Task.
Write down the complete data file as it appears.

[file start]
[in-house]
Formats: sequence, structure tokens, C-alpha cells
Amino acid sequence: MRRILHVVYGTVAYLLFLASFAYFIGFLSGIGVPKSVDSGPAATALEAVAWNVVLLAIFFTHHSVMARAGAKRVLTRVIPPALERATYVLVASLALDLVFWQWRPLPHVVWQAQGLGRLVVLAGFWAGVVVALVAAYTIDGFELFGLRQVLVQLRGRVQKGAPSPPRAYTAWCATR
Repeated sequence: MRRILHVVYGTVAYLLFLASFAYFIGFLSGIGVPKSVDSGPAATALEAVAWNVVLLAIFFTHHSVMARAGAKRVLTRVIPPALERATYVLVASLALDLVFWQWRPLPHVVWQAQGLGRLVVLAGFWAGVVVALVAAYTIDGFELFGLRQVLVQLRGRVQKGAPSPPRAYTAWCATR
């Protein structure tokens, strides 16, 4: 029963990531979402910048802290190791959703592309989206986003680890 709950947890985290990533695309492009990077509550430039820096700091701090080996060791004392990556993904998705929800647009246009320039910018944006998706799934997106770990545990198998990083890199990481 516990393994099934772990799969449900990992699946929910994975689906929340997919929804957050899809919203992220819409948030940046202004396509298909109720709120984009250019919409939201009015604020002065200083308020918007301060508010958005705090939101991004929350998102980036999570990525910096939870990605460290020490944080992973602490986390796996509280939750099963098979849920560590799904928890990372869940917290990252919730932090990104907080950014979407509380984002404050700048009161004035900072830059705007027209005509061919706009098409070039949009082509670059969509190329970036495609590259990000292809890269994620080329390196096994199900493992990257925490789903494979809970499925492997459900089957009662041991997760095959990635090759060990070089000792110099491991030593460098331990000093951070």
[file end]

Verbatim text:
[in-house]
Formats: sequence, structure tokens, C-alpha cells
Amino acid sequence: MRRILHVVYGTVAYLLFLASFAYFIGFLSGIGVPKSVDSGPAATALEAVAWNVVLLAIFFTHHSVMARAGAKRVLTRVIPPALERATYVLVASLALDLVFWQWRPLPHVVWQAQGLGRLVVLAGFWAGVVVALVAAYTIDGFELFGLRQVLVQLRGRVQKGAPSPPRAYTAWCATR
Repeated sequence: MRRILHVVYGTVAYLLFLASFAYFIGFLSGIGVPKSVDSGPAATALEAVAWNVVLLAIFFTHHSVMARAGAKRVLTRVIPPALERATYVLVASLALDLVFWQWRPLPHVVWQAQGLGRLVVLAGFWAGVVVALVAAYTIDGFELFGLRQVLVQLRGRVQKGAPSPPRAYTAWCATR
């Protein structure tokens, strides 16, 4: 029963990531979402910048802290190791959703592309989206986003680890 709950947890985290990533695309492009990077509550430039820096700091701090080996060791004392990556993904998705929800647009246009320039910018944006998706799934997106770990545990198998990083890199990481 516990393994099934772990799969449900990992699946929910994975689906929340997919929804957050899809919203992220819409948030940046202004396509298909109720709120984009250019919409939201009015604020002065200083308020918007301060508010958005705090939101991004929350998102980036999570990525910096939870990605460290020490944080992973602490986390796996509280939750099963098979849920560590799904928890990372869940917290990252919730932090990104907080950014979407509380984002404050700048009161004035900072830059705007027209005509061919706009098409070039949009082509670059969509190329970036495609590259990000292809890269994620080329390196096994199900493992990257925490789903494979809970499925492997459900089957009662041991997760095959990635090759060990070089000792110099491991030593460098331990000093951070």